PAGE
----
Last year, dozens of civilians were killed in lynch mobs after rumors spread about them on WhatsApp. In response, the government has called on the platform to do more to counter misinformation. In addition to the hiring of a “grievance officer” in August and a head of India operations in November, Tuesday’s announcement was billed as one step in that direction.

“Getting this solution right in India will help us overcome some of the bandwidth challenges we’ve encountered in Brazil and we’re hoping that learnings here can aid fact-checking organizations in other countries,” said a WhatsApp spokesperson in an email to Poynter.

Misinformation is inciting violence around the world. And tech platforms don’t seem to have a plan to stop it.

But Checkpoint isn’t a fact-checking organization. When asked how the project will go about fact-checking potential misinformation, WhatsApp’s spokesperson sent Poynter Checkpoint’s FAQ.

When Poynter asked what methodology Checkpoint would use to verify claims, Fergus Bell, founder of Dig Deeper, sent a checklist that the project will use. That process includes steps like a reverse image search, looking for “evidence of manipulation” and the question “is the claim or statistic correct?”

Obviously, that’s much broader than the methodologies fact-checkers typically use to evaluate potentially false content. But that’s by design.

“This is not a fact-checking service, the primary focus is on research,” Bell said in an email.

When Poynter told Jency Jacob, managing editor of the Indian fact-checking site Boom Live, that Checkpoint would be doing the bulk of the verification work and not fact-checkers, he had a short response.

“Nonsense,” he said in a WhatsApp message.

Last month, Facebook held a meeting with its fact-checking partners in India. Jacob said that, during the meeting, Proto gave a presentation of the pipeline that it had developed to solicit and respond to rumor submissions on WhatsApp.

Jacob was under the impression that Checkpoint would send those queries to fact-checkers for verification and then share the resulting article. But the company’s FAQ says differently — and the project is already under fire for not scaling to the amount of misinformation on WhatsApp.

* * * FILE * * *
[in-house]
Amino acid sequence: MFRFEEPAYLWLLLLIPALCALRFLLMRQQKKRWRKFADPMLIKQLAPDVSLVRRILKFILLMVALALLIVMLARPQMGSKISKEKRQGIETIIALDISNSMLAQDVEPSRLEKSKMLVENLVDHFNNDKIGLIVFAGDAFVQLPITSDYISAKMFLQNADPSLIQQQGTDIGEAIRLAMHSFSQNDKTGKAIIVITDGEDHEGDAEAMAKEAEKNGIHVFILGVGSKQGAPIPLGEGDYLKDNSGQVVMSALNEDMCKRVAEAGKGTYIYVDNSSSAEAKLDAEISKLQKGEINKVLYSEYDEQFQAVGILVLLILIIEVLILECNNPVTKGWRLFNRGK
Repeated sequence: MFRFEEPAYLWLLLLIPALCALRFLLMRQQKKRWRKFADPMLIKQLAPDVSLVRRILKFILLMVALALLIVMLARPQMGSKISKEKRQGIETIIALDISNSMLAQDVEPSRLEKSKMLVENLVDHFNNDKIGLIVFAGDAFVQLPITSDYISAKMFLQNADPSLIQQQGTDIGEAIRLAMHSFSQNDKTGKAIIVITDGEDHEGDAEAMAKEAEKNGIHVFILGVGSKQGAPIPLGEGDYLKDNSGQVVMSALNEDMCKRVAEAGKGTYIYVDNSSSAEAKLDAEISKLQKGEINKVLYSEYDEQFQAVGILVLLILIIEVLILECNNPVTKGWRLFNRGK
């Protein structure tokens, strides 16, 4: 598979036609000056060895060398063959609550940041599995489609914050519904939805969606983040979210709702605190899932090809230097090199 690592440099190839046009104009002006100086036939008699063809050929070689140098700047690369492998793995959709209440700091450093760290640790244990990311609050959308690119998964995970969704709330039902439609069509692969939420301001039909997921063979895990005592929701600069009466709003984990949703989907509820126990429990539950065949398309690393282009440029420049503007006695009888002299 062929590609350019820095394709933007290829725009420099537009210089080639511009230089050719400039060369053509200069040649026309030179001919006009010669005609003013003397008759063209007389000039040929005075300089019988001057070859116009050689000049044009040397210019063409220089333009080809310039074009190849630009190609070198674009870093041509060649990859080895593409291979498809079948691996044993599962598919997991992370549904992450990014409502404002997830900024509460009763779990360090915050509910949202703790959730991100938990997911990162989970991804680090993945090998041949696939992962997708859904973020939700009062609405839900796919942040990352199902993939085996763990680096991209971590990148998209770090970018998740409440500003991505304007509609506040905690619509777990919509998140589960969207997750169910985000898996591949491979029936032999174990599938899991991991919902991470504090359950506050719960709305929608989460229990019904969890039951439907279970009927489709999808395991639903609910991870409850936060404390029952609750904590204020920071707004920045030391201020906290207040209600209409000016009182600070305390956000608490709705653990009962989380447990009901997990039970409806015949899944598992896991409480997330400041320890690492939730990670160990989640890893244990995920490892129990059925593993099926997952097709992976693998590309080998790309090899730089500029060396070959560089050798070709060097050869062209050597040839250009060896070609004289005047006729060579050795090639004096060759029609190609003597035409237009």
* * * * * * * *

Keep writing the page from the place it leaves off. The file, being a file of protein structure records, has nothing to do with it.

In its FAQ, Proto said that it may take up for 24 hours for the company to get back to users who submit a potentially false or misleading piece of content. But Wall Street Journal reporter Newley Purnell has waited more than 30 hours for a response after submitting several messages to the tip line.

“So journalists in India are trolling them,” Jacob said. “None of the queries have got a reply.”

Aside from the tip line, WhatsApp has taken other piecemeal approaches to limit the spread of misinformation ahead of the Indian election, which is scheduled to begin on April 11 and end on May 23.

On Wednesday, Techcrunch reported that the company added a new privacy feature that lets users control who has permission to add them to groups. Last month, WhatsApp announced that it was testing a feature that lets users do a reverse image search within the app. And over the summer, the platform launched a slew of changes to message forwards aimed at slowing the virality.

Those moves have been met with generally positive reactions from fact-checkers. But this week’s announcement is the exception.

“What about new pieces of info which will take time to write?” Jacob said. “They really messed this up.”

Getting it Right: Accuracy and Verification in the Digital Age